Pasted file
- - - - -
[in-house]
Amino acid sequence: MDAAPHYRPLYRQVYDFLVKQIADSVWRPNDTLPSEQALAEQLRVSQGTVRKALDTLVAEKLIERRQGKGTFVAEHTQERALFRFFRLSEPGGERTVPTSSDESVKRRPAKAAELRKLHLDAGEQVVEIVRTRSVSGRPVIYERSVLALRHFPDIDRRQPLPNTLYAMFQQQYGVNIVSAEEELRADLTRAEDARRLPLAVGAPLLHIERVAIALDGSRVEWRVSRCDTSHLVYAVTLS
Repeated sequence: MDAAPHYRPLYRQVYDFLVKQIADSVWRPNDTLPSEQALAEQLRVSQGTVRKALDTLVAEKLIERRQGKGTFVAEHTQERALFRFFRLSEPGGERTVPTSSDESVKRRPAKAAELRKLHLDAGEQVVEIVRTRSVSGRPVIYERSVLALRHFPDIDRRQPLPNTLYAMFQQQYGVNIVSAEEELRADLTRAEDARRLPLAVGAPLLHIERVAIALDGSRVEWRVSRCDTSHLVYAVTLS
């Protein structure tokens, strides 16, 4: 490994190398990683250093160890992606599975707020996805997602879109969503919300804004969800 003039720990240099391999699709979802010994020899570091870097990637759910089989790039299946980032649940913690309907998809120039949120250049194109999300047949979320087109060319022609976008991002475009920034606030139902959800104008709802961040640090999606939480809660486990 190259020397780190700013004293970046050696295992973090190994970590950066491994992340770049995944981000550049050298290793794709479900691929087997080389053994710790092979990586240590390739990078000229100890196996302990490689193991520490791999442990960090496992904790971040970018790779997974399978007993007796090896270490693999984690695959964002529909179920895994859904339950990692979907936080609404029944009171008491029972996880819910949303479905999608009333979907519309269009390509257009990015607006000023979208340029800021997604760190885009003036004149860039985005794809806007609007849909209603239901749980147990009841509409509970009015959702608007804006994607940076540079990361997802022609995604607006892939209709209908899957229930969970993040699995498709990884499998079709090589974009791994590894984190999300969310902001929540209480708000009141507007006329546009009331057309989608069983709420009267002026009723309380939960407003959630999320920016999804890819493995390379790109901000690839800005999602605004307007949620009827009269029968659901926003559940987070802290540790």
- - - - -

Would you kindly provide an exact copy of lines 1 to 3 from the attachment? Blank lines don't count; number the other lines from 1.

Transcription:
[in-house]
Amino acid sequence: MDAAPHYRPLYRQVYDFLVKQIADSVWRPNDTLPSEQALAEQLRVSQGTVRKALDTLVAEKLIERRQGKGTFVAEHTQERALFRFFRLSEPGGERTVPTSSDESVKRRPAKAAELRKLHLDAGEQVVEIVRTRSVSGRPVIYERSVLALRHFPDIDRRQPLPNTLYAMFQQQYGVNIVSAEEELRADLTRAEDARRLPLAVGAPLLHIERVAIALDGSRVEWRVSRCDTSHLVYAVTLS
Repeated sequence: MDAAPHYRPLYRQVYDFLVKQIADSVWRPNDTLPSEQALAEQLRVSQGTVRKALDTLVAEKLIERRQGKGTFVAEHTQERALFRFFRLSEPGGERTVPTSSDESVKRRPAKAAELRKLHLDAGEQVVEIVRTRSVSGRPVIYERSVLALRHFPDIDRRQPLPNTLYAMFQQQYGVNIVSAEEELRADLTRAEDARRLPLAVGAPLLHIERVAIALDGSRVEWRVSRCDTSHLVYAVTLS